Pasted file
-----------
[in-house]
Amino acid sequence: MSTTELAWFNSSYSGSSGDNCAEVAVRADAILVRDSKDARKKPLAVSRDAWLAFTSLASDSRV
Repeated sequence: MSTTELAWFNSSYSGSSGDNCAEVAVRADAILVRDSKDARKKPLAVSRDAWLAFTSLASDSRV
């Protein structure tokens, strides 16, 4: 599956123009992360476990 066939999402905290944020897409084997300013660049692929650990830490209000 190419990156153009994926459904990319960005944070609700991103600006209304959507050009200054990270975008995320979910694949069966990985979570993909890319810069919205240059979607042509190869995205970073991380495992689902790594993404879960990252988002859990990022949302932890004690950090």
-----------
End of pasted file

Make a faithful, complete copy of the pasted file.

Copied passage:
[in-house]
Amino acid sequence: MSTTELAWFNSSYSGSSGDNCAEVAVRADAILVRDSKDARKKPLAVSRDAWLAFTSLASDSRV
Repeated sequence: MSTTELAWFNSSYSGSSGDNCAEVAVRADAILVRDSKDARKKPLAVSRDAWLAFTSLASDSRV
């Protein structure tokens, strides 16, 4: 599956123009992360476990 066939999402905290944020897409084997300013660049692929650990830490209000 190419990156153009994926459904990319960005944070609700991103600006209304959507050009200054990270975008995320979910694949069966990985979570993909890319810069919205240059979607042509190869995205970073991380495992689902790594993404879960990252988002859990990022949302932890004690950090």